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The Crack Magazine


Transformers: Rise of the Beasts

Director: Steven Caple Jr.

Stars: Anthony Ramos, Dominique Fishback, Luna Lauren Velez, Dean Scott Vazquez, & voices of Peer Cullen, Liza Koshy, Michelle Yeoh, Pete Davidson, Liza Koshy

The seventh instalment of the Transformers ‘franchise’ (dread word) skips forward seven years from the surprisingly okay 1987-set ‘Bumblebee. The jump does not signal, thankfully, a return to the clanging obnoxiousness of prior instalments, but the whole enterprise is starting to feel tired and worn.

A prologue outlines how planet-gobbling baddie Unicron and chief henchman Scourge (Dinklage) fail to secure a space-time conduit device from the planet’s natives, mechanised animals the Maximals, some of who escape to prehistoric Earth before their planet is destroyed, taking the device with them.

Cut to 1994 Manhattan replete with a bangin’ 90s hip-hop soundtrack and copious shots of the Twin Towers, which may cause some viewers to worry/dread that the makers are going to try and incorporate 9/11 in the saga. Brooklyn-dwelling ex-military electronics expert Noah Diaz (Ramos from ‘In the Heights’) is struggling to find work in order to support his single mother Breanna (Velez) and younger brother Kris (Vazquez). Meanwhile, keen and bright but under-appreciated museum intern Elena (Fishback) finds a bird sculpture among the fresh arrivals which turns out to be one half of the Maximals’ conduit device. Shortly after Noah is cajoled into stealing a Porsche only to find it is in fact street-talking prankster bot Mirage (Davidson). Elena and Noah are thrown together when Unicron’s minions attack the museum looking for the device. The Transformers, headed by chief bot Optimus Prime (Cullen), arrive to save the day, and soon the two humans are joining the bots on their quest to Peru in search of the other part of the artefact with Scourge on their tail.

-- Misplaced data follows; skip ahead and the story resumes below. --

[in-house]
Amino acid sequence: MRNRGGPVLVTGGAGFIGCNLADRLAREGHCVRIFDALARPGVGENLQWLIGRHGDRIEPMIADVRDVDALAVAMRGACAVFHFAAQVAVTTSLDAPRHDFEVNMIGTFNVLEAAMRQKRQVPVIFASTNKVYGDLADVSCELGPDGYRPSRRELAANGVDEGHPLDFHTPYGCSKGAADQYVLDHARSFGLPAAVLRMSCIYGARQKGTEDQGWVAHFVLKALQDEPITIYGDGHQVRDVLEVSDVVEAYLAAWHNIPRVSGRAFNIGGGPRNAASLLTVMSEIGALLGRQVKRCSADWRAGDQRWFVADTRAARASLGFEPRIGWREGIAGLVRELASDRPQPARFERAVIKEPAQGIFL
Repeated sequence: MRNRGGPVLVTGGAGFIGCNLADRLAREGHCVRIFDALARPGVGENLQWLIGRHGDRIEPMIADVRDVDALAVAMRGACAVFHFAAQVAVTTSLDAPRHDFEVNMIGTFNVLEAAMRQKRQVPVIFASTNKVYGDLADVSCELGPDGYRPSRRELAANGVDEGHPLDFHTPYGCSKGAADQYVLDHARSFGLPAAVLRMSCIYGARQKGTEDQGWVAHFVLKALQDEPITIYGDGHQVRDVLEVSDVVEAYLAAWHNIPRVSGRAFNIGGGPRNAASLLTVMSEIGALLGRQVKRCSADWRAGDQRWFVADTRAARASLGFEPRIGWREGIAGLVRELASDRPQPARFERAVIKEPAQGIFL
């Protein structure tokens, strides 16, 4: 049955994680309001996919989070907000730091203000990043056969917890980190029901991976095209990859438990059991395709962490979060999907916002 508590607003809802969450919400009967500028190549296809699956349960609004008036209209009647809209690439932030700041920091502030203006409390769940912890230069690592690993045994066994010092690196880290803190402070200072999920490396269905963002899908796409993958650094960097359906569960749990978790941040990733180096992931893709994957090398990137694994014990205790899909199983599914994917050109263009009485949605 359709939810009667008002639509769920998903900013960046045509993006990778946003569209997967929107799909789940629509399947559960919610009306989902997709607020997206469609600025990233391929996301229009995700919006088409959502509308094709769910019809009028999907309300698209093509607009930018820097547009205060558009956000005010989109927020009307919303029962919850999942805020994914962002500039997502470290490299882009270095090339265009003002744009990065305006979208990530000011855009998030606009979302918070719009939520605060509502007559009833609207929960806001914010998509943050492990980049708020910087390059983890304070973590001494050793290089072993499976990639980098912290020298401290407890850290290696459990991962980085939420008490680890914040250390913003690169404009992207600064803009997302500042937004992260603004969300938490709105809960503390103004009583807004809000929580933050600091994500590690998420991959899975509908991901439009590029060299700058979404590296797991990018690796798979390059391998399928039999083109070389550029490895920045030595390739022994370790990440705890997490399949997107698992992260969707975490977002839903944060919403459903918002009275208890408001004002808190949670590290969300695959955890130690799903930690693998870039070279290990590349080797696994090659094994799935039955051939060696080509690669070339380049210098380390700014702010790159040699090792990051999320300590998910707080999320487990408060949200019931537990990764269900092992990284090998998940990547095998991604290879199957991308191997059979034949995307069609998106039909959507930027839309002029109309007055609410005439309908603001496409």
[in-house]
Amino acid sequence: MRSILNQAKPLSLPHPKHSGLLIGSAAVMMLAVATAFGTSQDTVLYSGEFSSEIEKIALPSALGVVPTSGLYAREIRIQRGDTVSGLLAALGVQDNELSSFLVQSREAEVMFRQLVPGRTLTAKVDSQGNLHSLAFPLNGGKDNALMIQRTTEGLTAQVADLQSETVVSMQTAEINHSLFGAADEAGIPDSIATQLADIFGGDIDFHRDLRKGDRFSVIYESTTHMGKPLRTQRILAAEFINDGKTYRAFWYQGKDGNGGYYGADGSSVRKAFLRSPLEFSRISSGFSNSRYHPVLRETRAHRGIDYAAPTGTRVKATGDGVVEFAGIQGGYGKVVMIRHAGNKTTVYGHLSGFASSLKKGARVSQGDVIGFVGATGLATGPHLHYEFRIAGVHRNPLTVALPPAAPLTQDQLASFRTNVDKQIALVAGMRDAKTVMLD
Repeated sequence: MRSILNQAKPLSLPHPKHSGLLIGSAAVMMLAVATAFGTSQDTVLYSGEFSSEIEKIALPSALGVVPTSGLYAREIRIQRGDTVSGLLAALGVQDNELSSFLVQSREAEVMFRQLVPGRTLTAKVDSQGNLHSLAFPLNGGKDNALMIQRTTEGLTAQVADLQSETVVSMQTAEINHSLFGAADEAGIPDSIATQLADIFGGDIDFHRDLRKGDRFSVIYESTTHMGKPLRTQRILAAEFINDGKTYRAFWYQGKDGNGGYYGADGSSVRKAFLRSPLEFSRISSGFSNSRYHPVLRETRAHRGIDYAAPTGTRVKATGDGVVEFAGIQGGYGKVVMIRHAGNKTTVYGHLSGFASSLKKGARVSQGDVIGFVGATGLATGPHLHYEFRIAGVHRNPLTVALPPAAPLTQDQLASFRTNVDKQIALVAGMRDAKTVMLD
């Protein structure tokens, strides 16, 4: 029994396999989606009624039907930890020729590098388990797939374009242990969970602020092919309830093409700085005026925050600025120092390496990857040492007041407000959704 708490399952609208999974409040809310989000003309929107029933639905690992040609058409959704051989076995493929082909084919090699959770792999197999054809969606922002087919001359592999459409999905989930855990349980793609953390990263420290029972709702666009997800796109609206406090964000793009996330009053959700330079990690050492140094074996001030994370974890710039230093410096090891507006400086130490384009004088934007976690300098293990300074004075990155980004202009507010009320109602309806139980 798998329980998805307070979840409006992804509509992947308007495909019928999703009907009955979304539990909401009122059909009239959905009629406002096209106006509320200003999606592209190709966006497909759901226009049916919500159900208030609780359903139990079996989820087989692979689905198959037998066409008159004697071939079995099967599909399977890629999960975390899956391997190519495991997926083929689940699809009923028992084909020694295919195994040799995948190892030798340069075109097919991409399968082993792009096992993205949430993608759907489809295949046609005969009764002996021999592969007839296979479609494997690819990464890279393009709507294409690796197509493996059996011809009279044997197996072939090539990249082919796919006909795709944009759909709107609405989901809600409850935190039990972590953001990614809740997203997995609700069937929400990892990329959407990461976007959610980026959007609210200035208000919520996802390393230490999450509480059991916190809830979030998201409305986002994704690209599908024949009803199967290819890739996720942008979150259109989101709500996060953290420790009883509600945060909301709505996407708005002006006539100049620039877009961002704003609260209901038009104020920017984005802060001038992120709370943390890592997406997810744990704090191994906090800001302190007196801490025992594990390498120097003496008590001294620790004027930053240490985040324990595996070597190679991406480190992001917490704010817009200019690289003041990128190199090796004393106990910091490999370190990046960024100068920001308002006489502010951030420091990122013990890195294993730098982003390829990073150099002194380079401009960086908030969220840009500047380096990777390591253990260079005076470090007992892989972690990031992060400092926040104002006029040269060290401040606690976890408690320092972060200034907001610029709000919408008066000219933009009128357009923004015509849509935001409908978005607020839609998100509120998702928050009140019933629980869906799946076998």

While this episode lacks the small-scale comparatively charming E.T.-ish vibe of ‘Bumblebee’, the leads are likeable enough, even if they are side-lined midway in favour of the dreary bots. Optimus is a stentorian-voiced buzzkill as usual, and Mirage is an annoyingly loudmouthed Poochie-like ‘cool’ sidekick. Of the voice cast, Liza Koshy is the most poorly served with the stock role of the spunky girl powered Arcee.

Unlike the cursed relentless Michael Bay-helmed episodes, the action sequences are mostly coherently-edited and the story, while daft, is at least easy to follow. Unlike the earlier unwieldy vehicles, this clocks in at a tolerable two hours, excluding the credits.

The final scene moots a cross over with another IP.

Transformers: Rise of the Beasts is released on 8th June

David Willoughby

Follow David on Twitter at @DWill_Crackfilm